Republished from Cultural Survival, December 7, 2023,
Press Contact: Leysha Caraballo, 980-255-0882,

100 Indigenous leaders and allies join letter directed at COP28 delegates to ensure Indigenous Peoples' rights are secured in the clean energy transition

Today, 100 Indigenous leaders, organizations, and allies from around the world released an open letter to COP28 delegates urging them to fight for policies that recognize Indigenous People's rights to consent to mining projects on their ancestral lands as mining expands during the ongoing clean energy transition.

The leaders signing the letter open their call to action by noting that Indigenous communities are among the global leaders in demanding climate action, highlighting Indigenous leadership in clean energy adaptation. However, the letter also makes clear that 54% of mineral deposits identified as needed in the energy transition globally are located on or near Indigenous Peoples' lands. The call to action by Indigenous leaders and groups demands the recognition and protection of Indigenous Peoples' rights to have a say in decisions about mining projects in these areas, specifically emphasizing the right to Free, Prior, and Informed Consent (FPIC), as outlined in the United Nations Declaration on the Rights of Indigenous Peoples (UNDRIP) and the International Labour Organization (ILO) Convention 169.

"As we make the vital transition to clean energy, we cannot afford to duplicate the status quo that prioritizes oil, gas, and mining companies drilling and mining on our sacred ancestral lands at will. It is imperative that Indigenous communities around the globe participate meaningfully in decision-making and are able to exercise our right to give or withhold consent to these mining projects that impact our land, livelihoods, and cultures," said Galina Angarova (Buryat), Executive Director of Cultural Survival and Co-Chair of the Executive Committee of the Securing Indigenous Peoples' Rights in the Green Economy (SIRGE) Coalition. "As stewards of our land and our rich histories, we must have a seat at the table to ensure a just transition to clean energy that protects and respects Indigenous Peoples all over the world."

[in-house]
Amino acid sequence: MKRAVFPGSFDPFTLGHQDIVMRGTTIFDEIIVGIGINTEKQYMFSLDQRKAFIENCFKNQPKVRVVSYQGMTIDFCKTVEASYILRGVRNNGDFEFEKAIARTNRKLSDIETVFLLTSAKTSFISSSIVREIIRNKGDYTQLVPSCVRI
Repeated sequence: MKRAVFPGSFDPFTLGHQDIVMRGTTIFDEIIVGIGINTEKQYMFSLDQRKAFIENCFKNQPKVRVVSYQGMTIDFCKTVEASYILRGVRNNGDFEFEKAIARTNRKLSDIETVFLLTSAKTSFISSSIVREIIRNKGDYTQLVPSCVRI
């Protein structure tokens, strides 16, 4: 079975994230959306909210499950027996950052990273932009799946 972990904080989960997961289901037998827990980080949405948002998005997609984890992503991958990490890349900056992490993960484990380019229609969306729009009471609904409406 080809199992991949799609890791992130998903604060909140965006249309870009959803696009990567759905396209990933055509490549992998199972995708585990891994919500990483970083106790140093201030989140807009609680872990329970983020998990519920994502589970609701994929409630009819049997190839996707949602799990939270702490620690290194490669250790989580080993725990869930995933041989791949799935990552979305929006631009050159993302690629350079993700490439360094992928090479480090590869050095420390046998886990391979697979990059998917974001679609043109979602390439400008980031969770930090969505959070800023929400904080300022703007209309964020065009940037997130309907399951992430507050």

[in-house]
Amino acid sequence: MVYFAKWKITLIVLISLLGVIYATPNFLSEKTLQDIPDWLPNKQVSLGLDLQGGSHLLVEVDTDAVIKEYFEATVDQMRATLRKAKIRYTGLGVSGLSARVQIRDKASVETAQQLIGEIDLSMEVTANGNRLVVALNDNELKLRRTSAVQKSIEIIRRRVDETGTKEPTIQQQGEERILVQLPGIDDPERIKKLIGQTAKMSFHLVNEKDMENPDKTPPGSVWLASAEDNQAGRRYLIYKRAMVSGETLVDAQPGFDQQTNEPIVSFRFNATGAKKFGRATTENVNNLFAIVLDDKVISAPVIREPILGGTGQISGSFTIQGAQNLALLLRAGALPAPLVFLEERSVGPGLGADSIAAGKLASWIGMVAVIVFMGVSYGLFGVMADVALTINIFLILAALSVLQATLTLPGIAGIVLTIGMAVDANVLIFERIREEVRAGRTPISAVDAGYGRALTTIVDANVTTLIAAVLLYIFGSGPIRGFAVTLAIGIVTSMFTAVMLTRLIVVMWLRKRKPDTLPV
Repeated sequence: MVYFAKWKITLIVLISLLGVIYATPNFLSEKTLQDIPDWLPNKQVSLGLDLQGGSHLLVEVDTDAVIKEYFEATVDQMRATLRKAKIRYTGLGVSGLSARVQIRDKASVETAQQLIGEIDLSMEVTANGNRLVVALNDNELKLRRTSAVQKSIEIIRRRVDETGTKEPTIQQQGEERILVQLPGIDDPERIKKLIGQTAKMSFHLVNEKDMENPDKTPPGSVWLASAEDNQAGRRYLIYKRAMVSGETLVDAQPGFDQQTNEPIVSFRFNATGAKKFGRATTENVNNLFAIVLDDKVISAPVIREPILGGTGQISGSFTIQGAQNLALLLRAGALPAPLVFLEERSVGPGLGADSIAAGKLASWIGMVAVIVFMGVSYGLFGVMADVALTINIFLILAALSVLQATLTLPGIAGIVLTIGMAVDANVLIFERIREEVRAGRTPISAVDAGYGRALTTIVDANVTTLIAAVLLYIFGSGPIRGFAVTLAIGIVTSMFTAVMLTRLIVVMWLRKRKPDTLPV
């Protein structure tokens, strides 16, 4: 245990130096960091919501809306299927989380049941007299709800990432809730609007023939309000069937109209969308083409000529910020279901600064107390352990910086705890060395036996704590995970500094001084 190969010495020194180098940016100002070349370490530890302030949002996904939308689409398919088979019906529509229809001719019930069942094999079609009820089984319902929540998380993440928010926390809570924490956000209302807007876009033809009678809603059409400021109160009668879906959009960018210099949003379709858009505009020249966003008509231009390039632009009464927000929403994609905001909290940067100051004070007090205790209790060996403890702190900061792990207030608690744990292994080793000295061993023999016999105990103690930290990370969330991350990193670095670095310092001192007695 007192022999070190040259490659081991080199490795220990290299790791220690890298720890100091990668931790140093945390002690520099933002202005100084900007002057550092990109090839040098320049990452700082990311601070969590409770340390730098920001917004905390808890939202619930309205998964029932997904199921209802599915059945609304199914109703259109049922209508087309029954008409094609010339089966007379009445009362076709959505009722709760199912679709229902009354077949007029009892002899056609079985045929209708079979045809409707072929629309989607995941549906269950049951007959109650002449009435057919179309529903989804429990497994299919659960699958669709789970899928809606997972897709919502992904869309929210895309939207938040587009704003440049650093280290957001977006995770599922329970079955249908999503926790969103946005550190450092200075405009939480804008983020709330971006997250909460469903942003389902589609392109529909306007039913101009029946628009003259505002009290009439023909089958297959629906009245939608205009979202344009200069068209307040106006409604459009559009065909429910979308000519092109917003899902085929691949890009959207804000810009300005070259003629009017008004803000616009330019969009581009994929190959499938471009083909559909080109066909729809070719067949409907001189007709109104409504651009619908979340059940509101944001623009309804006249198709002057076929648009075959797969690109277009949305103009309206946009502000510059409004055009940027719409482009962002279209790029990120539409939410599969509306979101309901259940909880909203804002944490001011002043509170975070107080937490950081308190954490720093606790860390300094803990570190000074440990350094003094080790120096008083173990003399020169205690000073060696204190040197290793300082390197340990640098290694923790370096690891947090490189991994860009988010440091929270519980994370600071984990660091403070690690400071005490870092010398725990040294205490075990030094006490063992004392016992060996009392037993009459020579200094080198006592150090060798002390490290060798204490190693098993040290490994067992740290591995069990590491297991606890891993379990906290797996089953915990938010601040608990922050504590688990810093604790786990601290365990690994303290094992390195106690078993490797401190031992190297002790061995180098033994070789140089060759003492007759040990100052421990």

The letter notes that, historically, fossil fuel and mining companies have put profits first and mined in a way that trampled on human rights, exploited and abused workers and Indigenous Peoples, and contaminated local air and water – effectively destroying many impacted communities and cultures.

Emphasizing Indigenous voices, the letter asserts the need for Indigenous involvement from the initiation of any proposed mining project on ancestral lands, arguing that overlooking such voices perpetuates the status quo of the fossil fuel and mining industry. Participants of the letter emphasize that indigenous subsistence, cultural practices, and priorities must take center stage in negotiations, policies, and decision-making processes, with enhanced levels of engagement and transparency.

As the world looks towards COP28, Indigenous leaders are asserting their role as frontline advocates for climate action and clean energy. They state that COP28 is crucial for taking quick global actions to ensure Indigenous People's self-determination. This goes beyond politics, aiming for a more inclusive world that protects cultural heritage while simultaneously protecting the earth.

Below is an excerpt from the letter:

"We acknowledge and emphasize that it is more important than ever to transition to clean energy and clean transportation solutions, and away from fossil fuels such as oil, coal, and gas. Indigenous leaders have been calling for climate action around the world for decades. We have ancestral, cultural, and spiritual ties to our lands that not only require our participation in climate advocacy but also call us to commit to the proper stewardship practices of nature that are deeply rooted in our ways of life. Many Indigenous leaders are pursuing and championing clean energy and transportation solutions on their territories that align with their self-determined needs and goals. These Indigenous-led solutions need to be acknowledged, recognized, promoted, and funded by States and private entities.

While we are at the forefront of the fight for climate action and clean energy, our profound connection to our ancestral lands also puts us on the frontlines to ensure that these lands will not be sacrifice zones for those companies and politicians who seek a quick fix in the name of climate solutions. Our commitment to a just transition doesn't overshadow our firm stance against mining practices that occur without obtaining FPIC of Indigenous Peoples and can lead to displacement; migration; and livelihood, cultural, and language loss. We firmly assert that mining operations must adhere to responsible practices guided by the FPIC framework, which upholds the right to self-determination of Indigenous Peoples. We, Indigenous Peoples, hold an inherent and inalienable right to make decisions about the future of our lands, territories, and resources."

[The letter with] a full list of letter signers can be found here: